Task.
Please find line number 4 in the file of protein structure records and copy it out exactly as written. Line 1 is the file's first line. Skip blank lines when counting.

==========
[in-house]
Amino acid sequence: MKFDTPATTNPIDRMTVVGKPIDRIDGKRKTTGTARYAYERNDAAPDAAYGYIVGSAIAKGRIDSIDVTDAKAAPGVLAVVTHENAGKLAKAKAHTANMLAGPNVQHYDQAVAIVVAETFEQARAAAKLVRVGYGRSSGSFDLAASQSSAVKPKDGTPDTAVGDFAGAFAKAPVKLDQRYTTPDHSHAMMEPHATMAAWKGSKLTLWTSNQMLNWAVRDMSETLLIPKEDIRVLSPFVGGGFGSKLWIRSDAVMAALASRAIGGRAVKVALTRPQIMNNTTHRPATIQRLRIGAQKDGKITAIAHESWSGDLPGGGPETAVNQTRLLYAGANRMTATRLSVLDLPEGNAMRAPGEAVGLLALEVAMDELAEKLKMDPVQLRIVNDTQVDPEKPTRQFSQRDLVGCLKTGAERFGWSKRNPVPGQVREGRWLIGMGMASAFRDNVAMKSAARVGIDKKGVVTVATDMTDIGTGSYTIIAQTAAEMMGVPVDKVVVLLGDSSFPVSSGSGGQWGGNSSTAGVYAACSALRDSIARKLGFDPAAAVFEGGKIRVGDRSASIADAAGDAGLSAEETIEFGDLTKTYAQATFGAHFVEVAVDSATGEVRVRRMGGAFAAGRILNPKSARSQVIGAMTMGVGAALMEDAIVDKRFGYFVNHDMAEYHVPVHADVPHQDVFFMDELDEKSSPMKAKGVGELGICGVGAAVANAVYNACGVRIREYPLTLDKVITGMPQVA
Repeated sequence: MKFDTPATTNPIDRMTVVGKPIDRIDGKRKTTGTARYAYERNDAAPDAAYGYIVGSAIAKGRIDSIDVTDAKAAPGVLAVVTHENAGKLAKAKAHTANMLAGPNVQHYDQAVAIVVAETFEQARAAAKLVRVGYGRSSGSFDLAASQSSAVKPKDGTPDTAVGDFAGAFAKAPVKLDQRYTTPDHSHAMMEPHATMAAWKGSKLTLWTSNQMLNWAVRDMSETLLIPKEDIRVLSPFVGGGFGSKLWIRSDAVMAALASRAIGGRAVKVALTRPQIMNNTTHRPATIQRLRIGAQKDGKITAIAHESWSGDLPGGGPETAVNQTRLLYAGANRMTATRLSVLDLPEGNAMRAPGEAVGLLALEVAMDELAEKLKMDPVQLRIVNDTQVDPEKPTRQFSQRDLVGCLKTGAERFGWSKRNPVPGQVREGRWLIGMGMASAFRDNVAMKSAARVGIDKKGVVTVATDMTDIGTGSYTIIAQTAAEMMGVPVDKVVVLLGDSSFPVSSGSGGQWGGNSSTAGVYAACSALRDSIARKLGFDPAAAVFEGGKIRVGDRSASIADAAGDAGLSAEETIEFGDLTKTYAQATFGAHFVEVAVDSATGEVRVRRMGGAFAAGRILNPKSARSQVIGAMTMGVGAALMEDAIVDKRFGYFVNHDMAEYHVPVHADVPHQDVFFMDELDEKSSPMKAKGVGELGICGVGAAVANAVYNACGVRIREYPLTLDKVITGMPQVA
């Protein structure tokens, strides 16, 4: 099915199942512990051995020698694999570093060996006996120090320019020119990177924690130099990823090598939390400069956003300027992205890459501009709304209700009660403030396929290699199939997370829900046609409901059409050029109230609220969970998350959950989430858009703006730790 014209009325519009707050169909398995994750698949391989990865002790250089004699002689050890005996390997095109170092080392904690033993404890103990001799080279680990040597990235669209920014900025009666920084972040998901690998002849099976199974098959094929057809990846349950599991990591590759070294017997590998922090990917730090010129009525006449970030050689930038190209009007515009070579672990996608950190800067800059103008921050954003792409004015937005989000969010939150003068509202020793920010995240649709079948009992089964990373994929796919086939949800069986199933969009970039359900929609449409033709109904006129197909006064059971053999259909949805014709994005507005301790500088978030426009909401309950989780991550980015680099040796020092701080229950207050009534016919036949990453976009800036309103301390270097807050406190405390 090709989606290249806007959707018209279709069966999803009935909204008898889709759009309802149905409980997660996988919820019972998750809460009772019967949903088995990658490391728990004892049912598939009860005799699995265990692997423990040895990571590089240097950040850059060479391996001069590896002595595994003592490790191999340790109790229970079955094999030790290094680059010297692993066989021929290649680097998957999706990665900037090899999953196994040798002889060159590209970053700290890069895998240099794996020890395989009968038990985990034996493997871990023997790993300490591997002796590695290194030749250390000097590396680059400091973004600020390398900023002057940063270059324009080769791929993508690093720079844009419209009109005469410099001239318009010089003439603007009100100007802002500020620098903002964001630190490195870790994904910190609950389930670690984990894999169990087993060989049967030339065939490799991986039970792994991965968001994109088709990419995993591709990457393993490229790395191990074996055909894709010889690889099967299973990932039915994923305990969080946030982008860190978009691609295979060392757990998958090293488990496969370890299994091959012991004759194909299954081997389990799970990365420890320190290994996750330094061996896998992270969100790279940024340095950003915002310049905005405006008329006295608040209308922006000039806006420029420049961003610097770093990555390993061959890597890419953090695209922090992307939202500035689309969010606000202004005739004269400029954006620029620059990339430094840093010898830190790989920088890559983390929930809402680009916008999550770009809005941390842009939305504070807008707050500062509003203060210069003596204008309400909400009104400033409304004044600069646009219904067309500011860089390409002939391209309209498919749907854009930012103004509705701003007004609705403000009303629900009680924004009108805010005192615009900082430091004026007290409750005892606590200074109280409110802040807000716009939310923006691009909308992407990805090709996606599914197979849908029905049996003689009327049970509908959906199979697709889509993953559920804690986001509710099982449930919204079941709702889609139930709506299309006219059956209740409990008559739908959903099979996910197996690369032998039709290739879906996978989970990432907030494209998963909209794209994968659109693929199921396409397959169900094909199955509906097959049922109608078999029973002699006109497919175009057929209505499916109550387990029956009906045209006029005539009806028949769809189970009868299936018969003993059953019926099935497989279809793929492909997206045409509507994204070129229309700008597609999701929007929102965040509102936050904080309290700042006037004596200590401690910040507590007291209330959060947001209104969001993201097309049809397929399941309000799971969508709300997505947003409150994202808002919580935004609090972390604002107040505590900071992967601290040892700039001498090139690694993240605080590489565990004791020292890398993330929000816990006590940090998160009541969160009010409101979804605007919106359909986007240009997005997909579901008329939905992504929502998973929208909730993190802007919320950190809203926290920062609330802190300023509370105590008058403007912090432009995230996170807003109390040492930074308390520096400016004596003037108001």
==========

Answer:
């Protein structure tokens, strides 16, 4: 099915199942512990051995020698694999570093060996006996120090320019020119990177924690130099990823090598939390400069956003300027992205890459501009709304209700009660403030396929290699199939997370829900046609409901059409050029109230609220969970998350959950989430858009703006730790 014209009325519009707050169909398995994750698949391989990865002790250089004699002689050890005996390997095109170092080392904690033993404890103990001799080279680990040597990235669209920014900025009666920084972040998901690998002849099976199974098959094929057809990846349950599991990591590759070294017997590998922090990917730090010129009525006449970030050689930038190209009007515009070579672990996608950190800067800059103008921050954003792409004015937005989000969010939150003068509202020793920010995240649709079948009992089964990373994929796919086939949800069986199933969009970039359900929609449409033709109904006129197909006064059971053999259909949805014709994005507005301790500088978030426009909401309950989780991550980015680099040796020092701080229950207050009534016919036949990453976009800036309103301390270097807050406190405390 090709989606290249806007959707018209279709069966999803009935909204008898889709759009309802149905409980997660996988919820019972998750809460009772019967949903088995990658490391728990004892049912598939009860005799699995265990692997423990040895990571590089240097950040850059060479391996001069590896002595595994003592490790191999340790109790229970079955094999030790290094680059010297692993066989021929290649680097998957999706990665900037090899999953196994040798002889060159590209970053700290890069895998240099794996020890395989009968038990985990034996493997871990023997790993300490591997002796590695290194030749250390000097590396680059400091973004600020390398900023002057940063270059324009080769791929993508690093720079844009419209009109005469410099001239318009010089003439603007009100100007802002500020620098903002964001630190490195870790994904910190609950389930670690984990894999169990087993060989049967030339065939490799991986039970792994991965968001994109088709990419995993591709990457393993490229790395191990074996055909894709010889690889099967299973990932039915994923305990969080946030982008860190978009691609295979060392757990998958090293488990496969370890299994091959012991004759194909299954081997389990799970990365420890320190290994996750330094061996896998992270969100790279940024340095950003915002310049905005405006008329006295608040209308922006000039806006420029420049961003610097770093990555390993061959890597890419953090695209922090992307939202500035689309969010606000202004005739004269400029954006620029620059990339430094840093010898830190790989920088890559983390929930809402680009916008999550770009809005941390842009939305504070807008707050500062509003203060210069003596204008309400909400009104400033409304004044600069646009219904067309500011860089390409002939391209309209498919749907854009930012103004509705701003007004609705403000009303629900009680924004009108805010005192615009900082430091004026007290409750005892606590200074109280409110802040807000716009939310923006691009909308992407990805090709996606599914197979849908029905049996003689009327049970509908959906199979697709889509993953559920804690986001509710099982449930919204079941709702889609139930709506299309006219059956209740409990008559739908959903099979996910197996690369032998039709290739879906996978989970990432907030494209998963909209794209994968659109693929199921396409397959169900094909199955509906097959049922109608078999029973002699006109497919175009057929209505499916109550387990029956009906045209006029005539009806028949769809189970009868299936018969003993059953019926099935497989279809793929492909997206045409509507994204070129229309700008597609999701929007929102965040509102936050904080309290700042006037004596200590401690910040507590007291209330959060947001209104969001993201097309049809397929399941309000799971969508709300997505947003409150994202808002919580935004609090972390604002107040505590900071992967601290040892700039001498090139690694993240605080590489565990004791020292890398993330929000816990006590940090998160009541969160009010409101979804605007919106359909986007240009997005997909579901008329939905992504929502998973929208909730993190802007919320950190809203926290920062609330802190300023509370105590008058403007912090432009995230996170807003109390040492930074308390520096400016004596003037108001």